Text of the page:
Want to explore the natural world and simultaneously contribute to science? Then join the global community science movement. Nat scientists, independent naturalists, and outside organizations have created numerous projects aimed at helping scientists better understand our world.
These projects use iNaturalist, a free website and app, that enables anyone with a computer or smart phone to document plants and animals. You can contribute without leaving the comfort of your own home.
Don't recognize something you've seen? That’s OK, because when you share a photo to iNaturalist, fellow nature lovers can help you ID it.
If you have plant or animal expertise, you can view and identify natural history observations from around the world without leaving the comfort of your home. It’s like a crowd-sourced way to determine what lives where.
Get started with our quick guide to iNaturalist (PDF). Most of these projects occur year round–you can join at any time.
June 1-June 16, 2020
Join The Nat in this statewide effort to document plants and animals found along our coast. Head out to the coast, take photos of plants and animals, and share them on iNaturalist.
Please participate safely. Only go to beaches on your own or with members of your household and only make observations as long as you are following local laws and respecting beach closures.Learn more.
Take photos of reptiles and amphibians you spot in Southern California and Baja California and upload them to iNaturalist. Suggest an identification or have them identified by the iNaturalist community.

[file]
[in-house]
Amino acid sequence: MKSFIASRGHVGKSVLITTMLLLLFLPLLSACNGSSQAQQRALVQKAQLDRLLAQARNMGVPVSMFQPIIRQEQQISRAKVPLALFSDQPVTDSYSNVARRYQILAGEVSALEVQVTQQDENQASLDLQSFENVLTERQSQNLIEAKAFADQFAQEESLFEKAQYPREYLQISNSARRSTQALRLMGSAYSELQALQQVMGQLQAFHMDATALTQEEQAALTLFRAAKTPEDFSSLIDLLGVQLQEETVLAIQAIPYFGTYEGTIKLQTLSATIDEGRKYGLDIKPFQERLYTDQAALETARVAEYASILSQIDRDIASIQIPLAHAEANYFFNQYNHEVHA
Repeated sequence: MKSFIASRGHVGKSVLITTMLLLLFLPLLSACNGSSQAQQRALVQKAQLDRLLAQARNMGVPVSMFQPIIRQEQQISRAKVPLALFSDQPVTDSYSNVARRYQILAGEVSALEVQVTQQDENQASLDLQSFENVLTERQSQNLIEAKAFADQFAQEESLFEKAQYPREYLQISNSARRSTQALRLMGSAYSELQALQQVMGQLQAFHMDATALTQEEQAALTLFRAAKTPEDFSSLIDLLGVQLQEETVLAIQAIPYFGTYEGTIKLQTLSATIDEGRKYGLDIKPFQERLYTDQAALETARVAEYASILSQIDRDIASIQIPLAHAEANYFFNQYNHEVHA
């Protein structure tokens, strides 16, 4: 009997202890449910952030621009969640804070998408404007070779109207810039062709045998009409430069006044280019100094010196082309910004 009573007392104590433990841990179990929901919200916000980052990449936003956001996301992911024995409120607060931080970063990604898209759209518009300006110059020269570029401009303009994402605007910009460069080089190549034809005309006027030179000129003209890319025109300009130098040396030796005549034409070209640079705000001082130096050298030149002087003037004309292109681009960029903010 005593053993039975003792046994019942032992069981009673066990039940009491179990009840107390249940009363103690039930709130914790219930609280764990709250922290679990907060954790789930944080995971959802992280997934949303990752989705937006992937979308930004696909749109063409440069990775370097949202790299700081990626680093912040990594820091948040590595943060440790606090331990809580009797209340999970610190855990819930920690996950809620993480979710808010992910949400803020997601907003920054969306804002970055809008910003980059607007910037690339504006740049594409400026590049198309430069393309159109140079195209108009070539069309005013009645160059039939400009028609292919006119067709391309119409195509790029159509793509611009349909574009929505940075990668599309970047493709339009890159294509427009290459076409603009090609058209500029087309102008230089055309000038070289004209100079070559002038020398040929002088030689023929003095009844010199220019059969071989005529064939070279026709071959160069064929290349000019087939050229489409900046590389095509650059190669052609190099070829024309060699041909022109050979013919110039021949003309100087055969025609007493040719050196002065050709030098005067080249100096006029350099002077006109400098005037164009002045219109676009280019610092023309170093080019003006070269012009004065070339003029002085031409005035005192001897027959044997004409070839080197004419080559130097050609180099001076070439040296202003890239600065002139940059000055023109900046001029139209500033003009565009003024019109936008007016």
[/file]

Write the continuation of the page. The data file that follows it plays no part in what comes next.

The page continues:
Take photos of wild plants you come across in San Diego County and upload them to the San Diego County Plant Atlas project on iNaturalist. Suggest an identification or have them identified by the iNaturalist community.
Help The Nat and regional scientists learn more about the charming and elusive California flying squirrel. Participants residing in the San Bernardino Mountains may be eligible to install a camera in their yard to capture images of this nocturnal creature.
San Diego County's bumblebees are threatened—but you can help. Take photos of bumblebees you see locally, and upload to the Bumblebees of San Diego County project on iNaturalist. Suggest an identification or have them identified by the iNaturalist community. Your observations will help museum scientists better understand these important insects.
Due to health concerns, public events were unable to occur during the 2020 Border BioBlitz. When social distancing permitted, participants were encouraged to make observations of wildlife along the U.S.–Mexico Border. Despite these unforeseen circumstances, inspired citizens were able to document over 4,500 observations of diverse wildlife in our borderlands. Learn more.
The 2020 City Nature Challenge was a worldwide collaboration to collectively celebrate the healing power of nature. In only four days, over 41,000 individuals made over 815,000 observations of more than 32,500 species—including more than 1,300 rare/endangered/threatened species. In San Diego, 920 observers, spotted 2,409 species in 17,213 observations, placing us at the top of the list across the globe in regions with similar arid climates.